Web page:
Reporting Aristea Brady
ELK RIVER, Minn. (WCCO) - Laura Hudson, a military wife from Elk River, has been waiting a year for the moment her husband returns home. Now, she feels that moment has been robbed.
Her husband serves with the 134th Brigade Support Battalion of the Minnesota Army National Guard. They’ve been serving in Kuwait since last June.
His brigade arrived late Monday night, so the typically large welcome home from the community was absent.
“You spend the whole year just wrapping your heart around this homecoming picture that you have in your head,” said Hudson. “And then, when it doesn’t happen, it’s really hard (cries).”
Her husband left when his youngest child was only 4 months old. A lot has changed since then.
“Even our car seat situation has changed,” said Hudson. “We have two in boosters and one in a forward facing.”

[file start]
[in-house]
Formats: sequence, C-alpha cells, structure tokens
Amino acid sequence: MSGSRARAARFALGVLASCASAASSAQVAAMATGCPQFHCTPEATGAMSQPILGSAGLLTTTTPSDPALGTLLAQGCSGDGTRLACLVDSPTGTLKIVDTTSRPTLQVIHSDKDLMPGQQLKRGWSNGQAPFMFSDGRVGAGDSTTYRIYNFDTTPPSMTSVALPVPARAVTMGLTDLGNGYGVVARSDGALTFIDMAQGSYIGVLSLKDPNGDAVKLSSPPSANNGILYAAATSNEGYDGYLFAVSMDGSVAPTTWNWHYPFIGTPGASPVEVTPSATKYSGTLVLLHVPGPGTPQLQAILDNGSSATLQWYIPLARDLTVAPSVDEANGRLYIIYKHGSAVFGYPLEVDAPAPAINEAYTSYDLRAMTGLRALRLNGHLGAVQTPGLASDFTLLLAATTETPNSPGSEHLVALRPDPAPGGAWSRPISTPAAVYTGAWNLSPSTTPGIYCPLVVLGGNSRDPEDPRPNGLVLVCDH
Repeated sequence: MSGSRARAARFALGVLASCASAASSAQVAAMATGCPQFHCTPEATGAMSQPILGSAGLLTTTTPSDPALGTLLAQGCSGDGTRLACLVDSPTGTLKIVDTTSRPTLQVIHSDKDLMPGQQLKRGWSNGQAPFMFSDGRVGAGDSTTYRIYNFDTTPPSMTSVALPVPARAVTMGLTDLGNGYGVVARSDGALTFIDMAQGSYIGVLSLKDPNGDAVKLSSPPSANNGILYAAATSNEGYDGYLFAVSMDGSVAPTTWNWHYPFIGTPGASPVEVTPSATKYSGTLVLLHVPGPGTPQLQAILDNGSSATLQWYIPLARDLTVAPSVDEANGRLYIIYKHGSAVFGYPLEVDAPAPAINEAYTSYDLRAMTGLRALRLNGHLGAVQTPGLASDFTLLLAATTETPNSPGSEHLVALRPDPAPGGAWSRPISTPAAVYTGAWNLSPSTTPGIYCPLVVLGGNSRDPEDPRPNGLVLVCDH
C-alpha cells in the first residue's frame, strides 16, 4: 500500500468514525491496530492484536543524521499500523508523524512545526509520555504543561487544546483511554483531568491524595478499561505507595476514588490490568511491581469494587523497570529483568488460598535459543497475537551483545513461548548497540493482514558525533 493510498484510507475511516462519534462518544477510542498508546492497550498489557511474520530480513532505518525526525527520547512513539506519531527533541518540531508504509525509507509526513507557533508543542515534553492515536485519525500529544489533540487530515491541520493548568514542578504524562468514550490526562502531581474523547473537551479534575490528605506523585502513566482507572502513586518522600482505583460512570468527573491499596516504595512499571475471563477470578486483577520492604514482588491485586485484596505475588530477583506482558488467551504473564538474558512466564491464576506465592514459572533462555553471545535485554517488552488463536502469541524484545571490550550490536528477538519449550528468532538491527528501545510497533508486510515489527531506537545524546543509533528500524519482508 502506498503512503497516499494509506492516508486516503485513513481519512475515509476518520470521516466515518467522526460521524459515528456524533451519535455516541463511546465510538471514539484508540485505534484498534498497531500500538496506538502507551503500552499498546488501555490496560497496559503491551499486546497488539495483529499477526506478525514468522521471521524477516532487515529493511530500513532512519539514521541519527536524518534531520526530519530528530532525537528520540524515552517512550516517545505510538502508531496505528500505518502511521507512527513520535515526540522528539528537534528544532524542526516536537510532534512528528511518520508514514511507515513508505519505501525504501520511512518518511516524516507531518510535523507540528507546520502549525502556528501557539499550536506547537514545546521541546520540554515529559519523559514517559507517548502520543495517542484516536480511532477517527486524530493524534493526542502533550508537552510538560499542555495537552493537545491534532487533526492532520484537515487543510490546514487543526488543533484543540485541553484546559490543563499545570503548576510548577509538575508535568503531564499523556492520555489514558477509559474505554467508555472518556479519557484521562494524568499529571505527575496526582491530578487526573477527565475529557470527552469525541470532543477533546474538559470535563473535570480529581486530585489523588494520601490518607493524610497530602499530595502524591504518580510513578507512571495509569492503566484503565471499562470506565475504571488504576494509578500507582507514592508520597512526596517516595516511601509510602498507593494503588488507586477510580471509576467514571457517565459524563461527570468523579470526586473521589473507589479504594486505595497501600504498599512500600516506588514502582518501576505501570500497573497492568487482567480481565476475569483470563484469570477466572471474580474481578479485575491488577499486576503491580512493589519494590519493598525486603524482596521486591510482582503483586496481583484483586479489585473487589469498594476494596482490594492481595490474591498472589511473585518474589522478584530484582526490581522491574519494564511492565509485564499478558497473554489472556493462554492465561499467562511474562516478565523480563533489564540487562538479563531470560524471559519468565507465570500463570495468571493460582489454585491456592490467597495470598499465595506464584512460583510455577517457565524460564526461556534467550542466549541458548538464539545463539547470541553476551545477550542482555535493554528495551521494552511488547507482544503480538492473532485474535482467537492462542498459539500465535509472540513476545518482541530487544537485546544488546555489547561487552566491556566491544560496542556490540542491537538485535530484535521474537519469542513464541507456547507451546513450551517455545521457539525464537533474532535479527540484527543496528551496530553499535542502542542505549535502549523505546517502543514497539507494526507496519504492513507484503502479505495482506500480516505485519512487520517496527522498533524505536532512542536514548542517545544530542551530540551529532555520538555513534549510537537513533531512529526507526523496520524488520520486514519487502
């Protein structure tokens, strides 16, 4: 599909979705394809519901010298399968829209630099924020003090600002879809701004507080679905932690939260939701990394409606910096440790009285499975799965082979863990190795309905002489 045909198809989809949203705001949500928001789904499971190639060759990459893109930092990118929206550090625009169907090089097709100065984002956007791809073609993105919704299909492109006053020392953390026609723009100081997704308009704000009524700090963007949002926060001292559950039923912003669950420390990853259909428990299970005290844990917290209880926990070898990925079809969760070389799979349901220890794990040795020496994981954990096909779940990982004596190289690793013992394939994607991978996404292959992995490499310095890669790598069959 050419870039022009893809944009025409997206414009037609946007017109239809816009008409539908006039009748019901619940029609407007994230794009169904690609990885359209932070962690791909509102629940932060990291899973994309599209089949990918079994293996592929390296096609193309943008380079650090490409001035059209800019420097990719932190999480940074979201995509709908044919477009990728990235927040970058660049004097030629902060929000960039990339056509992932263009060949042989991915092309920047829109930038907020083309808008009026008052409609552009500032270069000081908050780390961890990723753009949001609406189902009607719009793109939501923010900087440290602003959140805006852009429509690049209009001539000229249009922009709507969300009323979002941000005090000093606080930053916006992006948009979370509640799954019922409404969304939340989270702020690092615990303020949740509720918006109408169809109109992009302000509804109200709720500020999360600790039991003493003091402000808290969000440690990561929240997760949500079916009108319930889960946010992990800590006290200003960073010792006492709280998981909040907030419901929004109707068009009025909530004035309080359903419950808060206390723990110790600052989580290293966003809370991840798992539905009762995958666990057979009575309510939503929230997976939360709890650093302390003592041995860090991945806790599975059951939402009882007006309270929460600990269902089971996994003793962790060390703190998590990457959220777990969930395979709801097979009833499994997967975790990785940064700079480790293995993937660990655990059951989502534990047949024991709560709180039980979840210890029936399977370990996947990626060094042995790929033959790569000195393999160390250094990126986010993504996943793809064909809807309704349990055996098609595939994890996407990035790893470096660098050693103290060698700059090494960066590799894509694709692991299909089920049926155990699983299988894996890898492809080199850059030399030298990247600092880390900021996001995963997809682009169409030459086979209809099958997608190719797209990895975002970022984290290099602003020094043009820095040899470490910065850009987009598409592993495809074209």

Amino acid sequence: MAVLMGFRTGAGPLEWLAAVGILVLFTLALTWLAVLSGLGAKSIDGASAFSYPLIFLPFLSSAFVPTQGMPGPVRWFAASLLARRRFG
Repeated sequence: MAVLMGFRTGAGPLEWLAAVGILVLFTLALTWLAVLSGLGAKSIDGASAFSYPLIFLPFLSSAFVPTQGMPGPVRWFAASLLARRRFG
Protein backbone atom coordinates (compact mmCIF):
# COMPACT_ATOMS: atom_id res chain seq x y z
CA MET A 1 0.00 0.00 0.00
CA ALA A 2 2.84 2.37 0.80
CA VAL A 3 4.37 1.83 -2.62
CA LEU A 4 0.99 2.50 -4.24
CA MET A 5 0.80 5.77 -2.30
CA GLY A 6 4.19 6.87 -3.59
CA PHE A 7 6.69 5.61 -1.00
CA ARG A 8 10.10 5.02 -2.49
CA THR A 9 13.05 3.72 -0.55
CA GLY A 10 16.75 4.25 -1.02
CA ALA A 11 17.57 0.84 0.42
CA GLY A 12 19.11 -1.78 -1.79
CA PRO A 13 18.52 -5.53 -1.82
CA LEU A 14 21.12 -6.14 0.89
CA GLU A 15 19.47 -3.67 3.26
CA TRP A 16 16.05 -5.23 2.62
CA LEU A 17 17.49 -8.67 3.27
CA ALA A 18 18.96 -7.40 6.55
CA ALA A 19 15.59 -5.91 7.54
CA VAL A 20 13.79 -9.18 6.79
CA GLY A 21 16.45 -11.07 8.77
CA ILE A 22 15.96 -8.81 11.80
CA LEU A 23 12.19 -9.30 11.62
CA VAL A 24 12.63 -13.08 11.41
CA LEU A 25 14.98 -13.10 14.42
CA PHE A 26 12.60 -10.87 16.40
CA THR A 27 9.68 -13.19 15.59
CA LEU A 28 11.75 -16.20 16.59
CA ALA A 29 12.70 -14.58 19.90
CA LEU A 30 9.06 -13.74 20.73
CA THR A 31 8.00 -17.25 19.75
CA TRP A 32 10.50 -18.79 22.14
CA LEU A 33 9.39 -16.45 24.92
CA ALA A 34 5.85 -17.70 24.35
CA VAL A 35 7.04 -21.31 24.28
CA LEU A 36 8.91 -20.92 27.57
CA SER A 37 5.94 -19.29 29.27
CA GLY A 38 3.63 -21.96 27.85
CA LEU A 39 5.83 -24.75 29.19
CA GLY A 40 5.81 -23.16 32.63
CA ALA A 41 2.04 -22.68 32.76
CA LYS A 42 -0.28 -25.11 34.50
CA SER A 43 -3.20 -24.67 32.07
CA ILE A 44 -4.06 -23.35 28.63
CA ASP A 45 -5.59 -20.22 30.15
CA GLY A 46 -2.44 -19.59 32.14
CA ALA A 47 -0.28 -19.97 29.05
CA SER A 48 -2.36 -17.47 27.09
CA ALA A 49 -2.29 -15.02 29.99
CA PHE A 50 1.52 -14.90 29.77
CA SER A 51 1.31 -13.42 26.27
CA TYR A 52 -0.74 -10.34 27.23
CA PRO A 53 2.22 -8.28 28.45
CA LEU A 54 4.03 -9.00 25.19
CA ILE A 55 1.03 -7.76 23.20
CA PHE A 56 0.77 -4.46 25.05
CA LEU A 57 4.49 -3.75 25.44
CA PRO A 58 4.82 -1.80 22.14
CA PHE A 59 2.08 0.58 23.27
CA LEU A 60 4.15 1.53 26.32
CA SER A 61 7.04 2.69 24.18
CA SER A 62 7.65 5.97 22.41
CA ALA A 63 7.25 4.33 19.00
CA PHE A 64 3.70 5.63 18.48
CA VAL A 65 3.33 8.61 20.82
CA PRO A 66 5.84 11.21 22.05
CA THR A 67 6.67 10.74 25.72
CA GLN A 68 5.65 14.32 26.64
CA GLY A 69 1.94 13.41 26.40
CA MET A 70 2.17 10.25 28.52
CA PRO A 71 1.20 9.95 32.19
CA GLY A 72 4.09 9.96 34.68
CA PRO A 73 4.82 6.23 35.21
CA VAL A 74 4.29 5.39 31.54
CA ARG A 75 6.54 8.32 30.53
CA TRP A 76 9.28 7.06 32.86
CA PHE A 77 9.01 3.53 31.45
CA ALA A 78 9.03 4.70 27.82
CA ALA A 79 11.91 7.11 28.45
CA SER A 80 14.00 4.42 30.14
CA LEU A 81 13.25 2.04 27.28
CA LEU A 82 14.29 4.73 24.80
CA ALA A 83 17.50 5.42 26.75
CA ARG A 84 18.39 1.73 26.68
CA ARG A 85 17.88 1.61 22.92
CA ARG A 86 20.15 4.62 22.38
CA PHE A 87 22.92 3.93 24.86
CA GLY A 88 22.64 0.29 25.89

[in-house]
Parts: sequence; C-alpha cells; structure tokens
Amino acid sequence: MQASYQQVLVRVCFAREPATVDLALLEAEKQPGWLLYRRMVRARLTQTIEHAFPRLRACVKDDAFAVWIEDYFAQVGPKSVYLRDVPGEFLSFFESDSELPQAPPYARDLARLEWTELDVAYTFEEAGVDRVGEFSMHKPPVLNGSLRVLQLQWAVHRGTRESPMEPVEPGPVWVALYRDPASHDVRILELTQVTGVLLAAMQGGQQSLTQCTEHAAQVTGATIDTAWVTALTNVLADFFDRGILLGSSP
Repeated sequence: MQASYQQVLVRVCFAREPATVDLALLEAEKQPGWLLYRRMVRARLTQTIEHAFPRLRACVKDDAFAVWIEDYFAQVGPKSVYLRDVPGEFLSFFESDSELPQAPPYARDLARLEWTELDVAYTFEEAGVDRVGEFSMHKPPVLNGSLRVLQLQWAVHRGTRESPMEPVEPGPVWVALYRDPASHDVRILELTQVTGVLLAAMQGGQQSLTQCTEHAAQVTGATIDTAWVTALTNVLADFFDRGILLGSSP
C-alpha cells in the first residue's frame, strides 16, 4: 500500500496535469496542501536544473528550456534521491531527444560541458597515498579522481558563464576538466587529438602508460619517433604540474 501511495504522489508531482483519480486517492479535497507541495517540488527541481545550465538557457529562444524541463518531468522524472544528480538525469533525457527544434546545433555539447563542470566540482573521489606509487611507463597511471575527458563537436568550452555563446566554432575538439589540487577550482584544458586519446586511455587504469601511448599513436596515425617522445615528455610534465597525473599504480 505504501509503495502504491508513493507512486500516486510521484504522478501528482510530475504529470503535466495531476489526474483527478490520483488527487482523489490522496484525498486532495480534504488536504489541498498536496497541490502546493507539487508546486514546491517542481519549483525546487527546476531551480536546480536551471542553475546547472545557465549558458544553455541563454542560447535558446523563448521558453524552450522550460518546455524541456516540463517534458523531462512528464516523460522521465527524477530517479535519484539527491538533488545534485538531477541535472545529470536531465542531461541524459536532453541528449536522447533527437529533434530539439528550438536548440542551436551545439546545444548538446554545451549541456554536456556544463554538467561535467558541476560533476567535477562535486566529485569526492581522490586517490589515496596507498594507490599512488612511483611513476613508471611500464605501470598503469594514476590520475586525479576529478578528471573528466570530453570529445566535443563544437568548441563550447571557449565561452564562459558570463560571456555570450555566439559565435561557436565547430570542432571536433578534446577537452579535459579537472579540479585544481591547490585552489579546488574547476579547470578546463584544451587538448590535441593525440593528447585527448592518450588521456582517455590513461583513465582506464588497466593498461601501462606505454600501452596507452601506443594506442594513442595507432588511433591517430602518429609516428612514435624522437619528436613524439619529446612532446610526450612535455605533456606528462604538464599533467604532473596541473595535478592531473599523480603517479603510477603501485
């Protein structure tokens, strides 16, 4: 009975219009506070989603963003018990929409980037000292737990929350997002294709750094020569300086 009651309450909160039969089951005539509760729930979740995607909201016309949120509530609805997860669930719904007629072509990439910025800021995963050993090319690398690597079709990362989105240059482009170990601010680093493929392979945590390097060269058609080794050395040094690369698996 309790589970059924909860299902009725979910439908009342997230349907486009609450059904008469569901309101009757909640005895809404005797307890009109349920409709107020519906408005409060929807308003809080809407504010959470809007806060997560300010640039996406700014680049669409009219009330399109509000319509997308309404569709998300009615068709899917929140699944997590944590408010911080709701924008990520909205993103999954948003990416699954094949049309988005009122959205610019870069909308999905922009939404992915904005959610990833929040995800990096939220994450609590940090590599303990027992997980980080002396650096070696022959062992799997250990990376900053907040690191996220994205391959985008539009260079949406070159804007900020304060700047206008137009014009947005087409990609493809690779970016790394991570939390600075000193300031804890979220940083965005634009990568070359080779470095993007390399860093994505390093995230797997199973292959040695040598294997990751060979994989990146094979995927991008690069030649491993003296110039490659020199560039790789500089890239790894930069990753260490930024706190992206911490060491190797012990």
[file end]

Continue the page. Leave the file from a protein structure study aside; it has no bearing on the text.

Hudson is most upset that the late arrival is preventing her three young children from witnessing their father’s homecoming.
She says she won’t bring her three kids under five out at one in the morning for what she calls a “less than perfect ceremony.”
“They’re going to come home to a limited number of people standing in a dark parking lot, it’s not the same,” said Hudson. “I want them to have that memory of like when they get older thinking, ‘Dad was gone for a year and all these people were so excited, and knowing that the country’s behind these guys.’”
The Minnesota National Guard told WCCO that given the complexity of transporting nearly three thousand troops from combat duty, they do not have control of the flight dates and times.
They say their goal is get soldiers back home to their families as quickly as possible.